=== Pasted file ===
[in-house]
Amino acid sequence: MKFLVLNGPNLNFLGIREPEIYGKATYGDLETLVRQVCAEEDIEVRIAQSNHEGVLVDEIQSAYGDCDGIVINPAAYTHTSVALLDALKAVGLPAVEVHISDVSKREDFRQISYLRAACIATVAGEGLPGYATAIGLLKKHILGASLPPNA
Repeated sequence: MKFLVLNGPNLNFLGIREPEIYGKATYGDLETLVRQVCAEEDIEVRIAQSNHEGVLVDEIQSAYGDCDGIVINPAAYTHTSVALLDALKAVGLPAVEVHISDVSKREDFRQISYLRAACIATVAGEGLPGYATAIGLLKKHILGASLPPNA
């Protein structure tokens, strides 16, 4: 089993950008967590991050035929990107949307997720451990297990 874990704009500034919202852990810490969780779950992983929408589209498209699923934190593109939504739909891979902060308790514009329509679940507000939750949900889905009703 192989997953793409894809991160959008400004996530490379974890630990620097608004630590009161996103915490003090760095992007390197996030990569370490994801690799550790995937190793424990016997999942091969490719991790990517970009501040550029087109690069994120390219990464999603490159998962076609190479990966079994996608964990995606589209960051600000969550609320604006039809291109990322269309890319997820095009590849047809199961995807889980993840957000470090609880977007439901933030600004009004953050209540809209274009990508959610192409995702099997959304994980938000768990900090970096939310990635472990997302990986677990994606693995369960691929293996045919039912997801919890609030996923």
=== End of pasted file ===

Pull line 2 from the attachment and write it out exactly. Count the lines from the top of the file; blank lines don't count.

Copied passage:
Amino acid sequence: MKFLVLNGPNLNFLGIREPEIYGKATYGDLETLVRQVCAEEDIEVRIAQSNHEGVLVDEIQSAYGDCDGIVINPAAYTHTSVALLDALKAVGLPAVEVHISDVSKREDFRQISYLRAACIATVAGEGLPGYATAIGLLKKHILGASLPPNA